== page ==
Legal Issues – Needless to say there are serious risks on further growth of bitcoin on account of the uncertain legal status of bitcoin as a financial tender type. Some jurisdictions have deemed bitcoin to be a commodity whereas others treat it as currency. Some countries have outlawed bitcoin altogether and treat the possession of bitcoin as a criminal activity.
At the time of writing the United States treats bitcoin as a commodity. Any agency involved in the transfer of bitcoin with fiat currencies comes under the purview of banking and money laundering laws and requires licensing in every state, thus there is a high entry bar for exchange activities. For consumers, the act of purchasing a commodity in bitcoin is a taxable event. This treatment certainly hinders wider adoption.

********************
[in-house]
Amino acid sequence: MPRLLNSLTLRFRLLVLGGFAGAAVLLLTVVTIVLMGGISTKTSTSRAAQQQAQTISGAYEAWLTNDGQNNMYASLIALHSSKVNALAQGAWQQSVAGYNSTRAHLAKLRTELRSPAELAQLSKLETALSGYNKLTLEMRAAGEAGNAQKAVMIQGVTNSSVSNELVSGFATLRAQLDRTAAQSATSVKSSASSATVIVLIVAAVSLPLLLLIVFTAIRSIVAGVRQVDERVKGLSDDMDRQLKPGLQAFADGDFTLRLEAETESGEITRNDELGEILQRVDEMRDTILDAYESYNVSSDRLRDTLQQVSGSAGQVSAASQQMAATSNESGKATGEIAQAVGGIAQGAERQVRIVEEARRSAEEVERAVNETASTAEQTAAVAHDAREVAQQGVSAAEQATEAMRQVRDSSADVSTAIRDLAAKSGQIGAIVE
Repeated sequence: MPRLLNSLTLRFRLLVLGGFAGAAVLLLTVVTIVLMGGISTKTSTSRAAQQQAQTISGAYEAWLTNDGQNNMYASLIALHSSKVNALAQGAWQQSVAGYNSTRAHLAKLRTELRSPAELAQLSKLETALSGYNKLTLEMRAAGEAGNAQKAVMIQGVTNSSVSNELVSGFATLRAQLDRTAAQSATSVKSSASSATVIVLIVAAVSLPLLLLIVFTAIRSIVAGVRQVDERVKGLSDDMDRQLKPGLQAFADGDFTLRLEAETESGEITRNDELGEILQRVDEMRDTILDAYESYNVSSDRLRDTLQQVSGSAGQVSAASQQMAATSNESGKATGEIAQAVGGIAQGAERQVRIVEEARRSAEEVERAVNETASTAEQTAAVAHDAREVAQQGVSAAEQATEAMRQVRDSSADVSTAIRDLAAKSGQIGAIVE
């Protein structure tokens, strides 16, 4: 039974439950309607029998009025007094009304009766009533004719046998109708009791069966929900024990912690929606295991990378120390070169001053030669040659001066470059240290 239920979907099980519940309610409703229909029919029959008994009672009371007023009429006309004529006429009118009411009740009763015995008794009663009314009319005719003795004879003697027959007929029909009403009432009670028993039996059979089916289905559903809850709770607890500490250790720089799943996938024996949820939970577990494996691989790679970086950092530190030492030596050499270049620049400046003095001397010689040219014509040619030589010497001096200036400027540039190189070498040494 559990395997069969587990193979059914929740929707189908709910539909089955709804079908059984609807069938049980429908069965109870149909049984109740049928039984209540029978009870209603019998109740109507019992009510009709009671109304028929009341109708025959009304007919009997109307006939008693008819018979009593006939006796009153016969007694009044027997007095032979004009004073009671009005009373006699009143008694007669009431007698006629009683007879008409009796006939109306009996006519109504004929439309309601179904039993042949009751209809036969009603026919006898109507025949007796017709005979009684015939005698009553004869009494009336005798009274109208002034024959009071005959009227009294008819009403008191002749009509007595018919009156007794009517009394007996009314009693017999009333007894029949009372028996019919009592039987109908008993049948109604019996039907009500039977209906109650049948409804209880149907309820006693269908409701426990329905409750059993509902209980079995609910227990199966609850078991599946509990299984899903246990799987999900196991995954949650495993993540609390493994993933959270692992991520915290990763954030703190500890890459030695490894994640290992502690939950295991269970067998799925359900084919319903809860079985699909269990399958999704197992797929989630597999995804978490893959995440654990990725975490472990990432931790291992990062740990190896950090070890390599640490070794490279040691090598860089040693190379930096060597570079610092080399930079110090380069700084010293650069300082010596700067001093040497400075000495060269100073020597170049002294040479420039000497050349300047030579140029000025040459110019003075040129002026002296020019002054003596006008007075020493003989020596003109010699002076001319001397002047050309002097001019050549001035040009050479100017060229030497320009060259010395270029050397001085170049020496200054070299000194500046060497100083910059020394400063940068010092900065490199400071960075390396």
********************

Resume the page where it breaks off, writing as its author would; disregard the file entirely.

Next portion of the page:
Regulators clearly see the bitcoin features of anonymity, decentralization and lack of a central control as detrimental to control. However, it is fair to assume that a complete ban on bitcoin would continue to take place only in totalitarian jurisdictions. In western countries, it is unlikely for governments to impose a categorical ban on bitcoin. It is more likely that tax reporting, VAT, etc. would be based on some kind of honor system. There are some successful examples of parallel currencies that are recognized as legal tenders. An example is the WIR franc developed in Switzerland in 1934 and still in use at this time.